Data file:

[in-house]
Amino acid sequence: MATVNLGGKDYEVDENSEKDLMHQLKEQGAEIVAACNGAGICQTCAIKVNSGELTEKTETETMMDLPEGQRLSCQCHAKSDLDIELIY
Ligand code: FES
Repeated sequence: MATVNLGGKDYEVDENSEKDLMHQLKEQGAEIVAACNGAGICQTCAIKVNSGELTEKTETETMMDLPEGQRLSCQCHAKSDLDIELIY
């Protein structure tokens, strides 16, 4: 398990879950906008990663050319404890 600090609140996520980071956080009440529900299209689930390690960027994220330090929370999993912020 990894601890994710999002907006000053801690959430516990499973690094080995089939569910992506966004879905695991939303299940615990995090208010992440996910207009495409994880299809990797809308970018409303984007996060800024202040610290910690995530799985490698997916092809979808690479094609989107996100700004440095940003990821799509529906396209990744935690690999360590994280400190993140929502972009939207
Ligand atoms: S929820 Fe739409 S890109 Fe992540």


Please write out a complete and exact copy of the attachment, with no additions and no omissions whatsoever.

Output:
[in-house]
Amino acid sequence: MATVNLGGKDYEVDENSEKDLMHQLKEQGAEIVAACNGAGICQTCAIKVNSGELTEKTETETMMDLPEGQRLSCQCHAKSDLDIELIY
Ligand code: FES
Repeated sequence: MATVNLGGKDYEVDENSEKDLMHQLKEQGAEIVAACNGAGICQTCAIKVNSGELTEKTETETMMDLPEGQRLSCQCHAKSDLDIELIY
């Protein structure tokens, strides 16, 4: 398990879950906008990663050319404890 600090609140996520980071956080009440529900299209689930390690960027994220330090929370999993912020 990894601890994710999002907006000053801690959430516990499973690094080995089939569910992506966004879905695991939303299940615990995090208010992440996910207009495409994880299809990797809308970018409303984007996060800024202040610290910690995530799985490698997916092809979808690479094609989107996100700004440095940003990821799509529906396209990744935690690999360590994280400190993140929502972009939207
Ligand atoms: S929820 Fe739409 S890109 Fe992540």